Global Manufacturing Activity Jumped in May: GEP Study

The GEP Global Supply Chain Volatility Index increased notably in May to 0.21, from -0.18 in April, signaling that global vendors are working at capacity.

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The GEP Global Supply Chain Volatility Index increased notably in May to 0.21, from -0.18 in April. Crucially, this was the first time since March 2023 that the index is in positive territory, signaling that global vendors are working at capacity and that supply chains are at their busiest for more than a year.

"The broad-based nature of the breakout we're seeing in May is a hugely encouraging sign for the global economy going into the second half of 2024," says Mudit Kumar, VP, GEP Consulting. "If this trend continues, businesses can expect renewed efforts by vendors to raise prices, especially given the recent surge in the cost of many commodities."

Key takeaways:

  • A key factor behind the index's increase in May was a further improvement in global manufacturing demand, leading factories to ramp up their purchases of raw materials, commodities and components. Purchasing growth was especially strong in Asia, particularly in key exporting countries such as China, India and South Korea.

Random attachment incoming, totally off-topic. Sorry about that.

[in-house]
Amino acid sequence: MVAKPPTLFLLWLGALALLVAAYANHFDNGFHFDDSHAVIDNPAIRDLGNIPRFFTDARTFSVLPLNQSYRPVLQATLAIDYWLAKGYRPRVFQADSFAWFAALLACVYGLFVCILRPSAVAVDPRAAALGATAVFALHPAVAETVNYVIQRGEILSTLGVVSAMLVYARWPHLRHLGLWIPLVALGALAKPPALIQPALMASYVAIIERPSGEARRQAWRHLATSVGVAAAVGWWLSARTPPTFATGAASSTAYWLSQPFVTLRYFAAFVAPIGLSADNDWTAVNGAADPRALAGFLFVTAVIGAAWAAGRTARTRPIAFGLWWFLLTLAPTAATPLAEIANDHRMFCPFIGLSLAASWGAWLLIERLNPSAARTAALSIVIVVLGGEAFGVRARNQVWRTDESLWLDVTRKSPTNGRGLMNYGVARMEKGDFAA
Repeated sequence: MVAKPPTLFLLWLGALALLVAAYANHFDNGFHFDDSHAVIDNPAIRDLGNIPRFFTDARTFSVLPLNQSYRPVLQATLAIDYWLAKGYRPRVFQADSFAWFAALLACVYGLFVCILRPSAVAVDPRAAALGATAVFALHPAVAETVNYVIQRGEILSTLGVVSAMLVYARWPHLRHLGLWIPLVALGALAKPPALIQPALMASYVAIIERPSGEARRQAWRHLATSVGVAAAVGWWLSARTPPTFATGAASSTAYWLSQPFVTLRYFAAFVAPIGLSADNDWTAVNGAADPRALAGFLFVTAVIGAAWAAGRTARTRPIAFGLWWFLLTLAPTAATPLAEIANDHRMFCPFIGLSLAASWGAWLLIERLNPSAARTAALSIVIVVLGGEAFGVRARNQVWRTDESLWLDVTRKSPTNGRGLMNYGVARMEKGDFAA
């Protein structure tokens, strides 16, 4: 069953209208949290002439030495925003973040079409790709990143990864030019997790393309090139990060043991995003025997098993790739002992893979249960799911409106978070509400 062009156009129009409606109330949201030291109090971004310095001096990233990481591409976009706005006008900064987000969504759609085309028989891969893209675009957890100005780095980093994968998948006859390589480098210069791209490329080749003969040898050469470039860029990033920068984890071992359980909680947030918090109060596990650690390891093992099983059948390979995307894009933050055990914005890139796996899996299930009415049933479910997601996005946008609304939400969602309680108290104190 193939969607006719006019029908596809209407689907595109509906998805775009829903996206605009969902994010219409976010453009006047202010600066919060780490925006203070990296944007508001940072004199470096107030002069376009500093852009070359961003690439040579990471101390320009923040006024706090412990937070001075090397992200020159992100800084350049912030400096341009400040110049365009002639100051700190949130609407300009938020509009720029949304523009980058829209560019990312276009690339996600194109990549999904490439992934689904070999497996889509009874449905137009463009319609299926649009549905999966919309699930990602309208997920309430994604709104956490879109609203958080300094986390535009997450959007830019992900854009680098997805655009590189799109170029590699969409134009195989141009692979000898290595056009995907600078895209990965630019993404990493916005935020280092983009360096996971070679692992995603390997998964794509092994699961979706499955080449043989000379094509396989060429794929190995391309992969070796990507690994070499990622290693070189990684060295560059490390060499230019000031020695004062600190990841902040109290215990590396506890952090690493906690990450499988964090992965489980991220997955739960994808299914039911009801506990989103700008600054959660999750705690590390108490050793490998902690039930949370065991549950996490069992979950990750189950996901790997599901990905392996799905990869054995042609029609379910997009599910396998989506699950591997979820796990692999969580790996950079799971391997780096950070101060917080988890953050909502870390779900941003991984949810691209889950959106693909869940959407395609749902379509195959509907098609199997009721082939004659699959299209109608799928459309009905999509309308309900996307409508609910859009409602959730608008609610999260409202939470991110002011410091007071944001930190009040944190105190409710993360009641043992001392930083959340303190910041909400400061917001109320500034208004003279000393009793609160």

• Suppliers to North America also got busier during May, with their capacity slightly stretched as a result. This partly reflected more supportive demand conditions for businesses in the United States and Mexico. The European market, which has been a laggard since mid-2022, improved notably, especially in the UK.
  • Globally, reports of backlogs increasing because of staff shortages at suppliers of critical goods and inputs hit their highest in almost 1.5 years in May, suggesting capacity expansion is required to meet existing and future orders. Overall, this paints an optimistic picture for the outlook in H2 2024 for global supply chains.

  • Global demand for raw materials, commodities and components is now trending in line with its long-term average.
  • The inventory cycle has stabilized, with firms neither building up stocks excessively nor aggressively destocking to improve cash flow and cut costs.
  • Global item supply remains robust, with reports of shortages at low levels.
  • Global transportation costs remain stable, close to historically typical levels.